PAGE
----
Lute also explained that oftentimes your degree won’t always be teaching you the skills that are required in the industry once you graduate. Instead, you’ll be developing more conceptual skills that will lay the foundations but may not teach the exact skills that you’ll need later on.
“From a lot of people from the industry that I’ve talked to, it seems like a lot of what we learn at university prepares you for critical thinking, but not so much the actual content, because a lot of what you learn is on the job… Our understanding of everything is pretty basic in comparison to the industry.”
Lute added, “I think a lot of people think engineering is maths-based, like scientific all of the time. But there’s also a really big administration side to it where you have to collaborate.”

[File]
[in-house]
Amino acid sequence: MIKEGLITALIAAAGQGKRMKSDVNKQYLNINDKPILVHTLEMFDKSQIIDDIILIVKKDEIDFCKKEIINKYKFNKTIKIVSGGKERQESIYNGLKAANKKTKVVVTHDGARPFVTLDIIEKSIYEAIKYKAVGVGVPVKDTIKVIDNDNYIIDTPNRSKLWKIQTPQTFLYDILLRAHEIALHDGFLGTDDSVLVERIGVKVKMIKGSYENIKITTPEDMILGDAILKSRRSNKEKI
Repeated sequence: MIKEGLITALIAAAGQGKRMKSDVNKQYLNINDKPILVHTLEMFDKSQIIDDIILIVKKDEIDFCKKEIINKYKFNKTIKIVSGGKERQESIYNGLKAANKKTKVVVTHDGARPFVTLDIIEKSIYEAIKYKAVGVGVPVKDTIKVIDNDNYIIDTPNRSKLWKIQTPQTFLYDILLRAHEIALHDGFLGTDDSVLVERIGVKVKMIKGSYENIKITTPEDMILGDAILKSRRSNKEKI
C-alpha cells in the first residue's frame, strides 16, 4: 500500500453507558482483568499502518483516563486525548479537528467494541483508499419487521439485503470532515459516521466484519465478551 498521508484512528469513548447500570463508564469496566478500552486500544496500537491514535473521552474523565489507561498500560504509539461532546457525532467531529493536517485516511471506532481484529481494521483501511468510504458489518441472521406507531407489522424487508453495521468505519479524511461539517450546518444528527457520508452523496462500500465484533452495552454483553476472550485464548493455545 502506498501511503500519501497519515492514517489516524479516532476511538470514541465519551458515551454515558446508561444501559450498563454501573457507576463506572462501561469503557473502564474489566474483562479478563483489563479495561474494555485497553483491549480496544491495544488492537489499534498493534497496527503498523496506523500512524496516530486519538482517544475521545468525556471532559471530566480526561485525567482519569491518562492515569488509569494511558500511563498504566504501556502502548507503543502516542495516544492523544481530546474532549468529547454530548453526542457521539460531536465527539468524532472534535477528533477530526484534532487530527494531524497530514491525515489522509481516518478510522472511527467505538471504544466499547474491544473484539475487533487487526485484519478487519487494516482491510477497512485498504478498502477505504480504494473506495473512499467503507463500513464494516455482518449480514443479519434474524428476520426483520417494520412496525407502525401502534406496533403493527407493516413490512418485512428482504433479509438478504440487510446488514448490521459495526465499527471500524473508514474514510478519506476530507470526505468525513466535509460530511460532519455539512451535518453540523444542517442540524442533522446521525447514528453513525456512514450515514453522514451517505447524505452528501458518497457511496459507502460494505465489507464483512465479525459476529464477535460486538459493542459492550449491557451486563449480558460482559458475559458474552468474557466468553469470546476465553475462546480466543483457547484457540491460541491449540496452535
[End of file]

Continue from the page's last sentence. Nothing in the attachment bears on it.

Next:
#3: Large workload
“It’s quite a heavy workload in terms of contact hours and independent study, like working out a lot of problems on your own,” Lute told us.
As expected, a Civil Engineering course at UNSW won’t be easy. It’s a degree that will take a lot of dedication and commitment to get through your weekly content and stay on top of assessments. It’s tricky but if engineering is where you see yourself in a few years time, it’ll be worth it!
Lute told us that as a first year you can expect your contact hours to be something like 22 hours a week. This will account for labs, tutorials and your weekly lectures so it sounds a little daunting, it’ll fly by when you’re actually in it!
Lute told us that if she could do anything differently in her degree, she’d make the effort to get out there and get involved in the first few years. “I wish I participated more in my first and second year because then that establishes a good foundation for you to network with people,” Lute explained.
So, if you’re considering the course, this is your sign to get out there and participate! The reality is, everyone will be in the same boat as you. Everyone wants to make new friends and form some long-term connections, but it’ll take one brave person to make it happen. Let that be you!